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Posts Tagged ‘blessings’

Twice-Born

July 8, 2018 5 comments

The God caught Himself in the mirror and stood in awe

Absorbed, never thinking

That behind Him stalked His killers

 

Torn limb from limb

Body boiled, limbs roasted

 

The wine stained eyes fell from His mirror

Rolled up to His Father, whose wrath blazed

The furious bolt crashed

 

Dead fell the feasters

Dead fell the God-hungry

Living fell the beating heart of Lenaeus

 

Taken up by Athena it was blessed with knowing

Taken up by Demeter it was blessed with vitality

Taken up by Rhea it was blessed with purification

Taken up by Zeus it was blessed with power

Devoured by Semele, Dimetor came forth

 

The ivy-haired God shone forth

Twice-born of Semele learned again

To crawl, to step, to walk, to dance, to sing, to rave, to fight

 

He took up His gifts and power in glory

His sword felled every foe before Him

His thyrsus struck frenzy into His followers

His grapes crossed the world and brought wine to all peoples

His wine poured and dythrambic verse fell in power from His mouth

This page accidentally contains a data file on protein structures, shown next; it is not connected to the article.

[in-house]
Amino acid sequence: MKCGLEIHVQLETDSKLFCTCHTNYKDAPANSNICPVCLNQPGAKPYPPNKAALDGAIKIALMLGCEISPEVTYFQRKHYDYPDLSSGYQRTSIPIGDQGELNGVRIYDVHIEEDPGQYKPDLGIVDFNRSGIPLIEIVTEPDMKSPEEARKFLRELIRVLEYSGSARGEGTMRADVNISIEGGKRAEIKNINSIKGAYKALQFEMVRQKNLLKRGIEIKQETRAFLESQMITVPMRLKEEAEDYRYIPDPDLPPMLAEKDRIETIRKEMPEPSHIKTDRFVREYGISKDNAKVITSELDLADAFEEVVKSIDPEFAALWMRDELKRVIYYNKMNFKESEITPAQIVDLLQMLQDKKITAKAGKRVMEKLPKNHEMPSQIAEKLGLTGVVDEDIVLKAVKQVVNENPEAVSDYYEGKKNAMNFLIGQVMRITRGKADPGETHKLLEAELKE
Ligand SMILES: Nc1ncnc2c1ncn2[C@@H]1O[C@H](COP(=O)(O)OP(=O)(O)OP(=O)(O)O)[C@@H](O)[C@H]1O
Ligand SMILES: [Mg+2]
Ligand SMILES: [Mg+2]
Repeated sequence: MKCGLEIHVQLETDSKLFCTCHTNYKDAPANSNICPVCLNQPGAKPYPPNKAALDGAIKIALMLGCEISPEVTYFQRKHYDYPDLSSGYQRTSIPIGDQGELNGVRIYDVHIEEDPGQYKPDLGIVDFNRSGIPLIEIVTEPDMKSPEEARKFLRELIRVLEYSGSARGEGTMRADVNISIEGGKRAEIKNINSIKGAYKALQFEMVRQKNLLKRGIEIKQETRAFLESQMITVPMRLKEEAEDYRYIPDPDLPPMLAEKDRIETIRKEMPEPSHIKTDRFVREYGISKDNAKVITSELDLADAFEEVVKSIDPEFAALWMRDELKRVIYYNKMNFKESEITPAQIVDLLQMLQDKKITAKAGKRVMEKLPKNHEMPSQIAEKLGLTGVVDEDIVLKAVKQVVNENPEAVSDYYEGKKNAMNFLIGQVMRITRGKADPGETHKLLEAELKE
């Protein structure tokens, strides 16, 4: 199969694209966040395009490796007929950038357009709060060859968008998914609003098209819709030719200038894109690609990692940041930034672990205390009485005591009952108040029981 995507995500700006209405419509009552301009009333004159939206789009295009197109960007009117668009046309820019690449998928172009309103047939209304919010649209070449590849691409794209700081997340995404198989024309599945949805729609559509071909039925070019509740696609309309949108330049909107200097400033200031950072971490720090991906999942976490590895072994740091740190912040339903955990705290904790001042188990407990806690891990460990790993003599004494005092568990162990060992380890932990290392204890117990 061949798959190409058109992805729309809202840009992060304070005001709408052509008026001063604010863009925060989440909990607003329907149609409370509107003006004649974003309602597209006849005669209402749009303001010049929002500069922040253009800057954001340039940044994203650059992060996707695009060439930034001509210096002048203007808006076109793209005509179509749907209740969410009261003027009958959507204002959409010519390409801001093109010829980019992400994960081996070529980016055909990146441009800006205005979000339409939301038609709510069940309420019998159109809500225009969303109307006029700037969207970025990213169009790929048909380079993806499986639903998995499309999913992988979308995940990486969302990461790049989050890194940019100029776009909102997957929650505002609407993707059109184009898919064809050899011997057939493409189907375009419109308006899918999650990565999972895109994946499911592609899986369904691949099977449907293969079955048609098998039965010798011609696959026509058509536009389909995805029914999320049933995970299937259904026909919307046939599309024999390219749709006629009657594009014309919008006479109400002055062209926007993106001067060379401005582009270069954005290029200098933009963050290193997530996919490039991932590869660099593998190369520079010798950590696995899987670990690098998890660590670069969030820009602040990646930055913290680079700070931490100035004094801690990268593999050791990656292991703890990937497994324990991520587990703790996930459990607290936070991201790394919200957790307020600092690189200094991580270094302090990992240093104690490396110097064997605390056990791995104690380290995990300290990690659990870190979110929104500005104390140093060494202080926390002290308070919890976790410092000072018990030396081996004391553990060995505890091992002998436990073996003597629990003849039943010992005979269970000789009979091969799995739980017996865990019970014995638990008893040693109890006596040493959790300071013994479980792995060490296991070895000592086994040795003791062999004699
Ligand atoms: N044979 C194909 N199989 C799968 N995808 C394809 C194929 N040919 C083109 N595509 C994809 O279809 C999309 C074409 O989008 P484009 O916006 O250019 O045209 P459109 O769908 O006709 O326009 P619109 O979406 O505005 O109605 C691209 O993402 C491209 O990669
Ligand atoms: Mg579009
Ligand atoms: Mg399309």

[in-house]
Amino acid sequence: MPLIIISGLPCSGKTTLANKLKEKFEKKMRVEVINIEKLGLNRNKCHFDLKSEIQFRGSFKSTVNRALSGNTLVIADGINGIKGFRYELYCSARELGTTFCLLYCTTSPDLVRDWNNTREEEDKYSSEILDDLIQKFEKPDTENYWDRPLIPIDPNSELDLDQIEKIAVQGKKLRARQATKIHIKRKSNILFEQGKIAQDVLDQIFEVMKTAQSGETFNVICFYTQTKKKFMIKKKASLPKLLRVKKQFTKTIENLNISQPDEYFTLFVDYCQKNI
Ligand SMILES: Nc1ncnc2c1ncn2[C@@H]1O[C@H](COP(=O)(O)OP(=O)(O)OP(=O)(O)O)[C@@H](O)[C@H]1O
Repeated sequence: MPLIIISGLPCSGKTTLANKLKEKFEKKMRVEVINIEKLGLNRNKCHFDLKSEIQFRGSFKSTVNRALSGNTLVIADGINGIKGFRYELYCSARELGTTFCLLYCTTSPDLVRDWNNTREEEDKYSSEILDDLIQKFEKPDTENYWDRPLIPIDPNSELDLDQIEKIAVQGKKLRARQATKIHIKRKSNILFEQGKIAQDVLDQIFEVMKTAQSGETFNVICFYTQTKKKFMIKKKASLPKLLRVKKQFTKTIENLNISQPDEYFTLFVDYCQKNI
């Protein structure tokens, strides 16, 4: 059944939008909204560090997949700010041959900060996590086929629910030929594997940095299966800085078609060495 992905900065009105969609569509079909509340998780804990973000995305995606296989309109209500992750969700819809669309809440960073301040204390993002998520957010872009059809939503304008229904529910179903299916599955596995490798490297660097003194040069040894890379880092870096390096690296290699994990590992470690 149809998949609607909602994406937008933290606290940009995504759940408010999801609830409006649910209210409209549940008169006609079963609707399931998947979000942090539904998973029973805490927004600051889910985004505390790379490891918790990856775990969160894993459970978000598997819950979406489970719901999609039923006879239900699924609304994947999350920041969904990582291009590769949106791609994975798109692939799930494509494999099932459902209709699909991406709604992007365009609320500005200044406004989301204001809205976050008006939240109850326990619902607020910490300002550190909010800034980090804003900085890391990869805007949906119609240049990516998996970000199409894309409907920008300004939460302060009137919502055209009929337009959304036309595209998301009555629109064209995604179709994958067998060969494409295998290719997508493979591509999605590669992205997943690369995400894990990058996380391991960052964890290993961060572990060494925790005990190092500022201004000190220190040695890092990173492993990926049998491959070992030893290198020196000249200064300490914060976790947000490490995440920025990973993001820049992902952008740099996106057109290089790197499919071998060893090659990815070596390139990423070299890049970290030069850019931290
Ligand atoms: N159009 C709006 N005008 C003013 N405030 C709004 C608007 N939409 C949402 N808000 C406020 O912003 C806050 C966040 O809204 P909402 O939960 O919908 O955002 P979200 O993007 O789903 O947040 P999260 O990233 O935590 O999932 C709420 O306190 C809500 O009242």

His ivy marked His paths and ways for worshipers and pilgrims

To follow Him where He would lead

 

O Zagreus Dimetor, O Reborn One! You show us the Ways!

O Isodaetes, You give free that we may give!

O Mighty Dragon, Your jaws have torn the foe!

Io Dionysos!

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For Empedokles

January 23, 2018 2 comments

Earth wove you up
Water filled you up
Air enlivened you
Fire inspired you

Earth dried and cooled
Your flesh was born
Water cooled and moistened
Your blood flowed
Air moistened and warmed
Your breath rose
Fire warmed and dried
Your spirit ascended

The oldest ways
Bore your gift
Knowledge honed
Inspiration made

Revealer of the Fourfold Root!
Revealer of the Elements’ Flow!
Revealer of Conjunctions!
Revealer of the Great Work!

O Rhizômatos!
O Magos!
O Iatromantis!
O Theios Anêr!

Bless and impart Your Wisdom!
Bless and impart Your Genius!
Bless and impart Your Knowledge!
Bless and impart Your Inspiration!

 

Living Religion

January 6, 2014 5 comments

On days like today I make prayers and offerings not only to the Sons and Daughters of Muspelheim, but the Sons and Daughters of Nifelheim.  I smoke to the Gods, Ancestors, and spirits to keep me safe as I go to work.  To keep me on the road.  To keep me safe from harm.  For the snow to be gentle with me, to work with my car.  I smoke for my car, that it carries me well, and gets me safely to my destination.